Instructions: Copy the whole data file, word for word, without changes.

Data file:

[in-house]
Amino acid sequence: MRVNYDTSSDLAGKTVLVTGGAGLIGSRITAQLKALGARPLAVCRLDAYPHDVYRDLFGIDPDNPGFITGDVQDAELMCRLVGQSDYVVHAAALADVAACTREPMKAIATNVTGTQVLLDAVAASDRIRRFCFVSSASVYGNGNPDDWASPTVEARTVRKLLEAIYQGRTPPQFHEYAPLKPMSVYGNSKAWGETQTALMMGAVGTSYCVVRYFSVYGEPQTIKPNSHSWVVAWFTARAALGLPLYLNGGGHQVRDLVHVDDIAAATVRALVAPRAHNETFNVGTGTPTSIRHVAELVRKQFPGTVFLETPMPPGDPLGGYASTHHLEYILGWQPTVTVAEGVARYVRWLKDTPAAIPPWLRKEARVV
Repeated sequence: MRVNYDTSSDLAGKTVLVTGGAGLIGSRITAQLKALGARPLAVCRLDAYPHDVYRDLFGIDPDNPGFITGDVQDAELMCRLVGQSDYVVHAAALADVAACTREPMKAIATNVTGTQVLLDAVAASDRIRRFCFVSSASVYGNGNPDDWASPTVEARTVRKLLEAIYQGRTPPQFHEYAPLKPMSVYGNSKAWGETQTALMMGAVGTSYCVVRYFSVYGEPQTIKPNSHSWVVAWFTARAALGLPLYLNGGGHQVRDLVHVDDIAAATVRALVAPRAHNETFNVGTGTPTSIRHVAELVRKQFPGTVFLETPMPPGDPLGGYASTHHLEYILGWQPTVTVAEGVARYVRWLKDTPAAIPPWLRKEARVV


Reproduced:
[in-house]
Amino acid sequence: MRVNYDTSSDLAGKTVLVTGGAGLIGSRITAQLKALGARPLAVCRLDAYPHDVYRDLFGIDPDNPGFITGDVQDAELMCRLVGQSDYVVHAAALADVAACTREPMKAIATNVTGTQVLLDAVAASDRIRRFCFVSSASVYGNGNPDDWASPTVEARTVRKLLEAIYQGRTPPQFHEYAPLKPMSVYGNSKAWGETQTALMMGAVGTSYCVVRYFSVYGEPQTIKPNSHSWVVAWFTARAALGLPLYLNGGGHQVRDLVHVDDIAAATVRALVAPRAHNETFNVGTGTPTSIRHVAELVRKQFPGTVFLETPMPPGDPLGGYASTHHLEYILGWQPTVTVAEGVARYVRWLKDTPAAIPPWLRKEARVV
Repeated sequence: MRVNYDTSSDLAGKTVLVTGGAGLIGSRITAQLKALGARPLAVCRLDAYPHDVYRDLFGIDPDNPGFITGDVQDAELMCRLVGQSDYVVHAAALADVAACTREPMKAIATNVTGTQVLLDAVAASDRIRRFCFVSSASVYGNGNPDDWASPTVEARTVRKLLEAIYQGRTPPQFHEYAPLKPMSVYGNSKAWGETQTALMMGAVGTSYCVVRYFSVYGEPQTIKPNSHSWVVAWFTARAALGLPLYLNGGGHQVRDLVHVDDIAAATVRALVAPRAHNETFNVGTGTPTSIRHVAELVRKQFPGTVFLETPMPPGDPLGGYASTHHLEYILGWQPTVTVAEGVARYVRWLKDTPAAIPPWLRKEARVV